According to a further embodiment of the present invention, there is provided a helical turbulator insert for sliding communication with the heat-conducting conduit. The turbulator insert is configured with a tang at a first end and an aperture approximate the second opposite end. It is preferred that both ends are elongate. The tang end is configured to slidingly engage the slot provided in the end wall of the bore extending into the manifold body from the collar portion thereby fixing the turbulator insert in place and providing two separate fluid transmission channels within the heat-conducting conduit. An alternative, a flat rectilinear flow separator may be provided with a tang at a first end for engaging the slot in the manifold body and at least one aperture about the second end.

According to one aspect, the aperture provided at the second end comprises a U-shaped opening. However, the aperture may comprise at least one circular void approximate the second end and preferably, a plurality of closely spaced-together circular voids approximate the second end.

In an exemplary form, the dead-head turbulated submersible heat-exchange apparatus is demountably engaged with an oil storage tank by threadably coupling the outward-facing male-threaded portion of the manifold collar with a threaded receptacle provided therethrough the storage tank. The inlet and outlet ports are sealably interconnected with fluid transmission lines controllably communicating with a pressurized supply of temperature-manipulated and temperature-controlled heat-exchange fluid. Pressurized temperature-controlled heat-exchange fluid ingressing the apparatus through the coupling manifold inlet port, is redirected by the turbulator insert into and along the void formed by the inlet-facing side of the turbulator insert and the heat-exchanging conduit until the fluid reaches the plugged end of the heat-exchanging conduit where it is redirected through the aperture provided at the end of the turbulator insert. The pressurized fluid then flows back to the coupling manifold via the void between the outlet-facing side of the turbulator insert and the heat-exchanging conduit, and then egresses from the apparatus via the outlet port in the coupling manifold. The turbulated insert causes the pressurized heat-exchange fluid to flow in a spiral pattern toward and from the plugged end of the heat-exchanging component. The spiral flow pattern facilitates and enhances the ease-of-flow of the pressurized fluid through the aperture provided at the end of the turbulator insert and the re-direction of the flow pattern toward the coupling manifold end. The consequence is that a uniform temperature profile is provided radiating outward from the heat-exchanging apparatus into the stored oil products contained within the tank.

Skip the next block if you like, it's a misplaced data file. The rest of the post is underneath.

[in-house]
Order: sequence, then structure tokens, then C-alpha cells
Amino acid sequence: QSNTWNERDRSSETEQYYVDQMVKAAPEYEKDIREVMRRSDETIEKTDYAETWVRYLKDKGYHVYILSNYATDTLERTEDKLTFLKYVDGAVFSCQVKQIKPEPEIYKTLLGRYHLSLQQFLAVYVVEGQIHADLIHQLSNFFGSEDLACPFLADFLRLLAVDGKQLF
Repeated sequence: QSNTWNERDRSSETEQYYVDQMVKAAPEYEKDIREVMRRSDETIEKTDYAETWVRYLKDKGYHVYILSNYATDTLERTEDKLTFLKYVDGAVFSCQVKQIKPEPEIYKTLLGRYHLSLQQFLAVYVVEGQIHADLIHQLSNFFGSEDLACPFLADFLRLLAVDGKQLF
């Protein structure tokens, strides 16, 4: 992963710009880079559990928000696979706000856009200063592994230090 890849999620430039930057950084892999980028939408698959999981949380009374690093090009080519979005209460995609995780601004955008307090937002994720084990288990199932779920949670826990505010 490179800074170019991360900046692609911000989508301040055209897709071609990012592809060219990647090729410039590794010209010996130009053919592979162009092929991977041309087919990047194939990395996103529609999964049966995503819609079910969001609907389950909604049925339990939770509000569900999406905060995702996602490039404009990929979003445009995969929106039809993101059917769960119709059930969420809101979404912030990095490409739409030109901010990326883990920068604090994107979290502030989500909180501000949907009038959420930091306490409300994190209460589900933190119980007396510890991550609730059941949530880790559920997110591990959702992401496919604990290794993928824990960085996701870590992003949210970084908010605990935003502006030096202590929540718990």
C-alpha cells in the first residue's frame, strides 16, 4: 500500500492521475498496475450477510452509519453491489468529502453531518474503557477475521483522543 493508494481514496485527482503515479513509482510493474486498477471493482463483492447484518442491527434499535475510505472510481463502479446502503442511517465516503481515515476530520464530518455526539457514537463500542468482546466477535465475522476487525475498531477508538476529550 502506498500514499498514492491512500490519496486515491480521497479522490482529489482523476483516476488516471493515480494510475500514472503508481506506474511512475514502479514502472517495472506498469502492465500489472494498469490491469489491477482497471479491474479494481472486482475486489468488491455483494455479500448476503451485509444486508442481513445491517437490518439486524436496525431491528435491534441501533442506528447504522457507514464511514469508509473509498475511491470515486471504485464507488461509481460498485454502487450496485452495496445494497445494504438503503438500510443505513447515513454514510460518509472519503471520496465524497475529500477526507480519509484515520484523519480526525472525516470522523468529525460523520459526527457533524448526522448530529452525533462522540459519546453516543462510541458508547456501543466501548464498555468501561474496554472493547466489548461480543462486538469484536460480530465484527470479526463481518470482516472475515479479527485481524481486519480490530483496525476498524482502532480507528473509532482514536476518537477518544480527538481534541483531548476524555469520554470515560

It is to be noted that the heat-exchanging component of the apparatus of the present invention is configured to extend into storage tanks for direct contact with fluid products stored therein while the coupling manifold of the apparatus protrudes from the external surface of the tanks and is easily accessible for installation and removal, for attachment to and disconnection from a pressurized supply of temperature-controlled heat-exchange fluid, and for inspections and service work as required. It is also to be noted that the present invention is useful for: (a) rapidly increasing the temperature and reducing the viscosities of cold-affected stored oils, and (b) rapidly decreasing the temperature and increasing the viscosities of heat-affected stored fluids. It is within the scope of the present invention to install pressure and temperature measuring and/or recording and/or reporting devices that communicate with the inlet port and/or the outlet port of the coupling manifold.

BRIEF DESCRIPTION OF THE DRAWINGS

The present invention will be described in conjunction with reference to the following drawings, in which:

FIG. 1 is a side view of an exemplary embodiment of an assembled turbulated immersion heat exchange apparatus of the present invention installed into a fluids storage tank;